Corona vaccine

Corona vaccine data targeted by hackers

On Wednesday evening, unknown hackers managed to penetrate the system of the European Medicines Agency (EMA). In doing so, they were able to capture individual pieces of information on a Corona vaccine that is currently in the approval process. The authority is currently reviewing the approval of the vaccine developed by the Mainz-based company Biontech and the US pharmaceutical giant Pfizer. EMA has not yet disclosed exactly how many and which data are involved.

Who has an interest in data on the Corona vaccine?

It is also still unclear who is responsible for the attack. Experts suspect that secret services, for example from Russia or China, are behind the attack. However, this has not yet been proven. Nevertheless, there are indications that this was a state-initiated attack; The initial approval of an effective and low-risk Corona vaccine is more than just a prestige project for a nation; it is of great economic value. For one thing, patent sales have a direct impact on the national economy. For another, an effective vaccine can ease lockdown regulations, which additionally allows the national economy to recover more quickly.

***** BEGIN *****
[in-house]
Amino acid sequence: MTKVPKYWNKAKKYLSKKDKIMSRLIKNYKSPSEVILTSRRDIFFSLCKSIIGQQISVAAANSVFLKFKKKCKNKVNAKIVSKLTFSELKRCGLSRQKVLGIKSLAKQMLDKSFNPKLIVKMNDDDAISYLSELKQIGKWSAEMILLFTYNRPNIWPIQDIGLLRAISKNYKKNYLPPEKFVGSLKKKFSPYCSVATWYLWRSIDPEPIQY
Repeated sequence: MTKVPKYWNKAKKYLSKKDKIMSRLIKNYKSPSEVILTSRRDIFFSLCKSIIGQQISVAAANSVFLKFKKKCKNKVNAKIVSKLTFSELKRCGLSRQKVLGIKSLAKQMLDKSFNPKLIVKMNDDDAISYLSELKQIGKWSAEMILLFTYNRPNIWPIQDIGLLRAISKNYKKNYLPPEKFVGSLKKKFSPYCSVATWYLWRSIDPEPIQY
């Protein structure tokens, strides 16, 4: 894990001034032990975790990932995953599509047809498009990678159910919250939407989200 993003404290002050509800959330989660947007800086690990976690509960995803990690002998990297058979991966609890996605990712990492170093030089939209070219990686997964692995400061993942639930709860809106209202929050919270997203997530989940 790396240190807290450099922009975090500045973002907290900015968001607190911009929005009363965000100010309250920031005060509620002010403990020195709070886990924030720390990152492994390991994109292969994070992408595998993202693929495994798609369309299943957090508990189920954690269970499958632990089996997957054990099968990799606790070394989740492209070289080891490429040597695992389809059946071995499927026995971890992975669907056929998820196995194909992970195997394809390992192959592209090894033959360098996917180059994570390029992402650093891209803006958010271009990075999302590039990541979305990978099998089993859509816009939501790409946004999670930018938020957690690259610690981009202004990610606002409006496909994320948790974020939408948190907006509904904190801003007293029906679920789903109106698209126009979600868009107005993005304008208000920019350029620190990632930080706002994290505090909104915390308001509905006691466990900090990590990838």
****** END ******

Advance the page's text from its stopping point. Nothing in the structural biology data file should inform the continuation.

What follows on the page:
Biontech and Pfizer emphasize that no data were stolen that would allow conclusions to be drawn about individual test subjects. EMA also announces that the incident has no impact on the further approval process.

Can such attacks be prevented in the future?

Nevertheless, the cyberattack shows how important increased IT security standards are for all organizations in a chain: Biontech and Pfizer’s IT systems are very well secured, experts say. The company emphasizes that it could not notice any activity on their systems. This shows that the hackers did not focus on the well-secured private sector systems. But on the less well-secured ones of the EU authority.

Data protection experts have previously complained, particularly for the healthcare sector, that important data is often only secure in the government’s own system. It is not advisable to assume that upstream and downstream systems meet the same security requirements. This has been proven once again by the current incident. The introduction of a uniformly high-security standard in public institutions as well would therefore be beneficial.

You can read more about data protection problems in IT in the German healthcare sector here.

In this blog article, we have summarized why the healthcare sector is coming under the scrutiny of hackers, especially in times of a pandemic.

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